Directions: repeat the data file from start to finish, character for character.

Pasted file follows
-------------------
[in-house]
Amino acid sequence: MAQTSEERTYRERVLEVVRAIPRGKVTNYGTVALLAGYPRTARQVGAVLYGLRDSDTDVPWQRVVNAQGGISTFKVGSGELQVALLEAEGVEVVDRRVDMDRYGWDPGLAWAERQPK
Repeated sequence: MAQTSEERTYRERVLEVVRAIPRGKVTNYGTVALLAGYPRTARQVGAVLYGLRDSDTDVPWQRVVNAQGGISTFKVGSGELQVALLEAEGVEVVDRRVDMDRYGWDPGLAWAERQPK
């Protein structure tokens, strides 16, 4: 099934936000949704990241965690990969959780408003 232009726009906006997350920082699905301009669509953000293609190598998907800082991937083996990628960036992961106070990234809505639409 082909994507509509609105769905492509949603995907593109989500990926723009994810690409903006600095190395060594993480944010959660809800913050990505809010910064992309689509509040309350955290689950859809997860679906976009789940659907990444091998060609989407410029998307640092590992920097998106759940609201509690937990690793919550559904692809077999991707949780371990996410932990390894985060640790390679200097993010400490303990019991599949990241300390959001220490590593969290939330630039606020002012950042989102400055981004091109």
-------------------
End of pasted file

[in-house]
Amino acid sequence: MAQTSEERTYRERVLEVVRAIPRGKVTNYGTVALLAGYPRTARQVGAVLYGLRDSDTDVPWQRVVNAQGGISTFKVGSGELQVALLEAEGVEVVDRRVDMDRYGWDPGLAWAERQPK
Repeated sequence: MAQTSEERTYRERVLEVVRAIPRGKVTNYGTVALLAGYPRTARQVGAVLYGLRDSDTDVPWQRVVNAQGGISTFKVGSGELQVALLEAEGVEVVDRRVDMDRYGWDPGLAWAERQPK
């Protein structure tokens, strides 16, 4: 099934936000949704990241965690990969959780408003 232009726009906006997350920082699905301009669509953000293609190598998907800082991937083996990628960036992961106070990234809505639409 082909994507509509609105769905492509949603995907593109989500990926723009994810690409903006600095190395060594993480944010959660809800913050990505809010910064992309689509509040309350955290689950859809997860679906976009789940659907990444091998060609989407410029998307640092590992920097998106759940609201509690937990690793919550559904692809077999991707949780371990996410932990390894985060640790390679200097993010400490303990019991599949990241300390959001220490590593969290939330630039606020002012950042989102400055981004091109």